Why make it doubt -- it hurts it so --
So sick -- to guess --
So strong -- to know --
So brave -- upon its little Bed
To tell the very last They said
Unto Itself -- and smile -- And shake --
For that dear -- distant -- dangerous -- Sake --
But -- the Instead -- the Pinching fear
That Something -- it did do -- or dare --
Offend the Vision -- and it flee --
And They no more remember me --
Nor ever turn to tell me why --
Oh, Master, This is Misery --


by A S J Tessimond

June Sick Room

 The birds' shrill fluting
Beats on the pink blind,
Pierces the pink blind
At whose edge fumble the sun's
Fingers till one obtrudes
And stirs the thick motes.
The room is a close box of pink warmth.
The minutes click.
A man picks across the street With a metal-pointed stick.
Three clocks drop each twelve pennies On the drom of noon.
The birds end.
A child's cry pricks the hush.
The wind plucks at a leaf.
The birds rebegin.


by William Carlos (WCW) Williams

Complaint

 They call me and I go.
It is a frozen road past midnight, a dust of snow caught in the rigid wheeltracks.
The door opens.
I smile, enter and shake off the cold.
Here is a great woman on her side in the bed.
She is sick, perhaps vomiting, perhaps laboring to give birth to a tenth child.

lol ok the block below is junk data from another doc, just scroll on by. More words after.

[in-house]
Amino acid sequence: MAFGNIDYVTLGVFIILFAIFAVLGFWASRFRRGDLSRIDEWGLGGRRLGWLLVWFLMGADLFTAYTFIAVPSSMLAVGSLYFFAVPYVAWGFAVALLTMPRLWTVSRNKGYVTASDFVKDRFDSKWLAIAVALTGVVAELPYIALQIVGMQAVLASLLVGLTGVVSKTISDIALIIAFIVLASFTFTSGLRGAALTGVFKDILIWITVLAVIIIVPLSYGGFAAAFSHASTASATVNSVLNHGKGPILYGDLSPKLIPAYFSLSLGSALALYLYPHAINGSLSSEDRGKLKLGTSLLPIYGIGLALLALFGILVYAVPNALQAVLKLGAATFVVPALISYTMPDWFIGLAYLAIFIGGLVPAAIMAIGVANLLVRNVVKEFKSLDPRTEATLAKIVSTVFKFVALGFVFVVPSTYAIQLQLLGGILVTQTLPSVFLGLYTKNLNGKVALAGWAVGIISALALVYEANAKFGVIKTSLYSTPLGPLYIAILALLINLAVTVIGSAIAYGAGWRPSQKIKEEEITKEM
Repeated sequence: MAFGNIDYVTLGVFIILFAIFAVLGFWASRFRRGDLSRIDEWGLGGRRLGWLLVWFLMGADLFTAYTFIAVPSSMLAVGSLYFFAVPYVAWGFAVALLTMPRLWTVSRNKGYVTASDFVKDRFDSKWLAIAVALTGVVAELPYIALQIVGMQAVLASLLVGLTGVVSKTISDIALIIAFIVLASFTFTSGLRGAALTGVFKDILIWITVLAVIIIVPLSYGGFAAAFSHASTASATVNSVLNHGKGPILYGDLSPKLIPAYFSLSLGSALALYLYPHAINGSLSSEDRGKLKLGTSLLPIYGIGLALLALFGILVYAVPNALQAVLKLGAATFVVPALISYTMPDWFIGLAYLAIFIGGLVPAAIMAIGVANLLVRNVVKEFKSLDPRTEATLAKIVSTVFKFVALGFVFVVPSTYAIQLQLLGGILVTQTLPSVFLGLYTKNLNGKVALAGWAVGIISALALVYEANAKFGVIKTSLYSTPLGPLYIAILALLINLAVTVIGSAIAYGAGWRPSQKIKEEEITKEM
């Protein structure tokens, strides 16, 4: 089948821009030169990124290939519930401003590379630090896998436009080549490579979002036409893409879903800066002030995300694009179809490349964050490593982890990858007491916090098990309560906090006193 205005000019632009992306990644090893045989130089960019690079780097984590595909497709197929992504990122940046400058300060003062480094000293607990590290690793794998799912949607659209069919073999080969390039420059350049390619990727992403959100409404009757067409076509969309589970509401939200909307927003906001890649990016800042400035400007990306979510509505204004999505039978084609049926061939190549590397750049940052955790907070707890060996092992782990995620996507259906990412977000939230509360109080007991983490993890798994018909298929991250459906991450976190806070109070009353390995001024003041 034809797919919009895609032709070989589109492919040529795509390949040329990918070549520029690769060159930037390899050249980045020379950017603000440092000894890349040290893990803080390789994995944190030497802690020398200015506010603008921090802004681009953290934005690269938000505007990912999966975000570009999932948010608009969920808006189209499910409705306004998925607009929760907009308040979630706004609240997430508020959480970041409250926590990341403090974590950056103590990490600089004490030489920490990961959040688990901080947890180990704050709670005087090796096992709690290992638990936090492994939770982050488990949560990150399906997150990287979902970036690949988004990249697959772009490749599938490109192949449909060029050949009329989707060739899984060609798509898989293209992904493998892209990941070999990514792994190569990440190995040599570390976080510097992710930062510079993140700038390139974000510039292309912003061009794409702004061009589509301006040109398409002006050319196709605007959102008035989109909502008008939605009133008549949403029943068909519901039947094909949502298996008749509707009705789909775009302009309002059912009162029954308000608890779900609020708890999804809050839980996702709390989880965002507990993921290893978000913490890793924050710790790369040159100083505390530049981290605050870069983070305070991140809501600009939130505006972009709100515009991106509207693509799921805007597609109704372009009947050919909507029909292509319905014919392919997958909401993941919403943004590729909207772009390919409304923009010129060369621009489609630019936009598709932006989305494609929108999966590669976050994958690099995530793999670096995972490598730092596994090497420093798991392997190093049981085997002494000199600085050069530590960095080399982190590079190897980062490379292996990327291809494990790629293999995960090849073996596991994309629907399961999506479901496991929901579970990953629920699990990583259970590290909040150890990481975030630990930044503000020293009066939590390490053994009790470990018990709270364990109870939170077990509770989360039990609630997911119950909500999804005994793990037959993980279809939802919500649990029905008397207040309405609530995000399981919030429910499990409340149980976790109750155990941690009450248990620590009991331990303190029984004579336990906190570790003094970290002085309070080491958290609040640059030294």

Joy! Joy! Night is a room darkened for lovers, through the jalousies the sun has sent one golden needle! I pick the hair from her eyes and watch her misery with compassion.


by Walt Whitman

When I heard the Learn’d Astronomer.

 WHEN I heard the learn’d astronomer; 
When the proofs, the figures, were ranged in columns before me; 
When I was shown the charts and the diagrams, to add, divide, and measure them; 
When I, sitting, heard the astronomer, where he lectured with much applause in the
 lecture-room, 
How soon, unaccountable, I became tired and sick;
Till rising and gliding out, I wander’d off by myself, 
In the mystical moist night-air, and from time to time, 
Look’d up in perfect silence at the stars.


by Stevie Smith

Alone In The Woods

 Alone in the woods I felt
The bitter hostility of the sky and the trees
Nature has taught her creatures to hate
Man that fusses and fumes
Unquiet man
As the sap rises in the trees
As the sap paints the trees a violent green
So rises the wrath of Nature's creatures
At man
So paints the face of Nature a violent green.
Nature is sick at man Sick at his fuss and fume Sick at his agonies Sick at his gaudy mind That drives his body Ever more quickly More and more In the wrong direction.